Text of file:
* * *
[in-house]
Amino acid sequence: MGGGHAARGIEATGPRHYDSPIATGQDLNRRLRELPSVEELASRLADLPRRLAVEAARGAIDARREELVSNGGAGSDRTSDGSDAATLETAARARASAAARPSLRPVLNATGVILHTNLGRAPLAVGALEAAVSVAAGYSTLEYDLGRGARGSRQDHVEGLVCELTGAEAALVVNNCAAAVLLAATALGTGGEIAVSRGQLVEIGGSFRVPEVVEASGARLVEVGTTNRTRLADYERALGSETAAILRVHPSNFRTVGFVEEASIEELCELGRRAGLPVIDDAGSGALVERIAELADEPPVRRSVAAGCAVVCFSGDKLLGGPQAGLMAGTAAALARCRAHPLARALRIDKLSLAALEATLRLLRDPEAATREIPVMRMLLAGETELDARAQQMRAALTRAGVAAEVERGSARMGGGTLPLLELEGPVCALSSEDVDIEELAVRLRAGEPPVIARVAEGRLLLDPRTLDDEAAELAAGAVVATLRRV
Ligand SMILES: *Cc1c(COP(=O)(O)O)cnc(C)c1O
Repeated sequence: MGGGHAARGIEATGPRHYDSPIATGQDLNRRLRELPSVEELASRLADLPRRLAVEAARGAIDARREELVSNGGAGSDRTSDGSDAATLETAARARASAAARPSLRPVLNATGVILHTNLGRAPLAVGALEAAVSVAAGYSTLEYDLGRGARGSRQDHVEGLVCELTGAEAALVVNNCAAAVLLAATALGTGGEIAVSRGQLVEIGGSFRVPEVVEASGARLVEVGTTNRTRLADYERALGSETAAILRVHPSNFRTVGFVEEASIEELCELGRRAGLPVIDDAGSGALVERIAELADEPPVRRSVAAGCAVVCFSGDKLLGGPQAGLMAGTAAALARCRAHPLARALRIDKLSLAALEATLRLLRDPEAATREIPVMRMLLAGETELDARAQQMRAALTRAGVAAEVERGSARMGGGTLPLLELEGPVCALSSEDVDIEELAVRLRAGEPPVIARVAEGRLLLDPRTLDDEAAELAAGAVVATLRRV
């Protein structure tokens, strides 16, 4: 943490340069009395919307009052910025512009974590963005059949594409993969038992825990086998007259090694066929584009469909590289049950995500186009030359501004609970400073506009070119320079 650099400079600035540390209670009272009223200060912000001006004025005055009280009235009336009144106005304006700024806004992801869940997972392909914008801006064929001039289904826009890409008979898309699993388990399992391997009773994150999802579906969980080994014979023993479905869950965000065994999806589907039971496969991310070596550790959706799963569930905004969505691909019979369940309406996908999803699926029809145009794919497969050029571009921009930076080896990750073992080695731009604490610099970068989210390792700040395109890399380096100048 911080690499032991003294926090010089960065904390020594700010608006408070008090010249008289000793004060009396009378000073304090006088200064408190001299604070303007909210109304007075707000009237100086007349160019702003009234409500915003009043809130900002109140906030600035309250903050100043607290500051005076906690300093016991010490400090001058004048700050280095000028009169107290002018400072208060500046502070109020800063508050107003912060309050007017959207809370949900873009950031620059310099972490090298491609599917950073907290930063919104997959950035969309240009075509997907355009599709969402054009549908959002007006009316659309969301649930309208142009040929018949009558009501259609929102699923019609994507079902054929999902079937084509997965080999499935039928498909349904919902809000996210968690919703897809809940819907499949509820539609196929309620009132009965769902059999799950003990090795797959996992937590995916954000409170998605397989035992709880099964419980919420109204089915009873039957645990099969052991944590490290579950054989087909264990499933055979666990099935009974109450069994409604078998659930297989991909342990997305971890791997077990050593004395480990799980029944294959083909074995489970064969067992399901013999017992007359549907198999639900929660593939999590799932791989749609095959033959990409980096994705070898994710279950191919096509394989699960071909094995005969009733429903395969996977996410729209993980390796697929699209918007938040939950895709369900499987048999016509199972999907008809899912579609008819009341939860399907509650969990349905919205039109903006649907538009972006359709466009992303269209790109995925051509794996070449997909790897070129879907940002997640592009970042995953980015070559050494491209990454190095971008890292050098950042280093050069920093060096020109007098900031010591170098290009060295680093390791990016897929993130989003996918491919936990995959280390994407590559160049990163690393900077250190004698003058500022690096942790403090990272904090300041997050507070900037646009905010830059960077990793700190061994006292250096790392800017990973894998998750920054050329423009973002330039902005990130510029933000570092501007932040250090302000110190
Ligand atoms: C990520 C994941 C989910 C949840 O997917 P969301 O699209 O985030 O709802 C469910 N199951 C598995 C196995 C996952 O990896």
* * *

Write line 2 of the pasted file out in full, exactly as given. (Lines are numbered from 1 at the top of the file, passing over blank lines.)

Amino acid sequence: MGGGHAARGIEATGPRHYDSPIATGQDLNRRLRELPSVEELASRLADLPRRLAVEAARGAIDARREELVSNGGAGSDRTSDGSDAATLETAARARASAAARPSLRPVLNATGVILHTNLGRAPLAVGALEAAVSVAAGYSTLEYDLGRGARGSRQDHVEGLVCELTGAEAALVVNNCAAAVLLAATALGTGGEIAVSRGQLVEIGGSFRVPEVVEASGARLVEVGTTNRTRLADYERALGSETAAILRVHPSNFRTVGFVEEASIEELCELGRRAGLPVIDDAGSGALVERIAELADEPPVRRSVAAGCAVVCFSGDKLLGGPQAGLMAGTAAALARCRAHPLARALRIDKLSLAALEATLRLLRDPEAATREIPVMRMLLAGETELDARAQQMRAALTRAGVAAEVERGSARMGGGTLPLLELEGPVCALSSEDVDIEELAVRLRAGEPPVIARVAEGRLLLDPRTLDDEAAELAAGAVVATLRRV